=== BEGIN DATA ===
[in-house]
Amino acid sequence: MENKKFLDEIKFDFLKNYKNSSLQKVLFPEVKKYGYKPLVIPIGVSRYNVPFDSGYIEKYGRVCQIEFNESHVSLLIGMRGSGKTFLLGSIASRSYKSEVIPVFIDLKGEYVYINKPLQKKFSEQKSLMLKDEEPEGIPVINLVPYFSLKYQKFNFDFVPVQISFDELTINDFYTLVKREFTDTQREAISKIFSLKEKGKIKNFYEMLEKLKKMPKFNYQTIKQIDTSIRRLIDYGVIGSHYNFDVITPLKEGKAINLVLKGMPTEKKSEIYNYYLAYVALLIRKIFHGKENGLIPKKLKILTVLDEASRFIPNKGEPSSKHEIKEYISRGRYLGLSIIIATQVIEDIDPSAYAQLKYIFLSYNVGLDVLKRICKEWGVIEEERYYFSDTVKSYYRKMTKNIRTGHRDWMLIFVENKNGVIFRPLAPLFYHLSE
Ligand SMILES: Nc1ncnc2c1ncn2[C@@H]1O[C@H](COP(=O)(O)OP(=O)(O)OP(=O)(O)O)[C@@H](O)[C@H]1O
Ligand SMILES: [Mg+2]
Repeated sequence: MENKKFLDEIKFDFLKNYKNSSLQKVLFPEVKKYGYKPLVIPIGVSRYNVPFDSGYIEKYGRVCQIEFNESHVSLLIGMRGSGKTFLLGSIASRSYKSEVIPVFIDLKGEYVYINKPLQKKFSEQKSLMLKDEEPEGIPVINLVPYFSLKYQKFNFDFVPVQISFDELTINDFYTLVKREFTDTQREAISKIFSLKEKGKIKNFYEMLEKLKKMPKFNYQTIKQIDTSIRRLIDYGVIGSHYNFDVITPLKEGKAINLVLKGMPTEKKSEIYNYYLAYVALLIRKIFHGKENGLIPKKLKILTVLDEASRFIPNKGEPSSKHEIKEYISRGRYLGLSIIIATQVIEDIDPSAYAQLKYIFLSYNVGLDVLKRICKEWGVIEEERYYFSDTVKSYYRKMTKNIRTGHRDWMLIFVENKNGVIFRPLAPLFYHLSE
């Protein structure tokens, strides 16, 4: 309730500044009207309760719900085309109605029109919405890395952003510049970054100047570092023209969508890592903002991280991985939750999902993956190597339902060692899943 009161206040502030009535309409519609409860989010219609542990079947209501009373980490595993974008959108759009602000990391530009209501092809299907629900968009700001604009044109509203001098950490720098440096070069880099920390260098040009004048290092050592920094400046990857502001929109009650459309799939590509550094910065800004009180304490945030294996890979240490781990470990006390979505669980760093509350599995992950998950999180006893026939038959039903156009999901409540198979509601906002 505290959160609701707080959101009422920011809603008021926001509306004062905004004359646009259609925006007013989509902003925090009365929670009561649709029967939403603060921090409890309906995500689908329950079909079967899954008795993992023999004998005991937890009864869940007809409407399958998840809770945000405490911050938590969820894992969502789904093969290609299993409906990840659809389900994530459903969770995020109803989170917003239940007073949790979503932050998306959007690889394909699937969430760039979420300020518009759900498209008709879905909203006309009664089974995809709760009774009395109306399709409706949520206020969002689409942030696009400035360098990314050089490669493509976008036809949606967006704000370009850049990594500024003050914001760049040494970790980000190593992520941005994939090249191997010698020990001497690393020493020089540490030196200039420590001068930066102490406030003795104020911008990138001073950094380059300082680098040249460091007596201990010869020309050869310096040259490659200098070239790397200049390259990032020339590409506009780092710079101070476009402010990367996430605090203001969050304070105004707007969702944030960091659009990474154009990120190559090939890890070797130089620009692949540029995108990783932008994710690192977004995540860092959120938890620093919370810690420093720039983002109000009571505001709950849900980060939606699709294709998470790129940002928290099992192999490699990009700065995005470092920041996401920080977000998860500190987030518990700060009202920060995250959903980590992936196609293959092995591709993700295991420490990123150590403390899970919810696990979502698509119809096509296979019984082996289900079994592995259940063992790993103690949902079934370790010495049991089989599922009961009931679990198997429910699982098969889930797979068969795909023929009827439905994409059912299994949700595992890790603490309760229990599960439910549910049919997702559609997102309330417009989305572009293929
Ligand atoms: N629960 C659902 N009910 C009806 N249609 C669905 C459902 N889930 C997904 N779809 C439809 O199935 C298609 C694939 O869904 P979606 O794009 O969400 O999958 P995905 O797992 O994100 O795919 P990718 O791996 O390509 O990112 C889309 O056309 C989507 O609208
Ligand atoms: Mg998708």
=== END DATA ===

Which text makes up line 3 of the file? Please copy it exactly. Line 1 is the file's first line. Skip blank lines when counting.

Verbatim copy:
Ligand SMILES: Nc1ncnc2c1ncn2[C@@H]1O[C@H](COP(=O)(O)OP(=O)(O)OP(=O)(O)O)[C@@H](O)[C@H]1O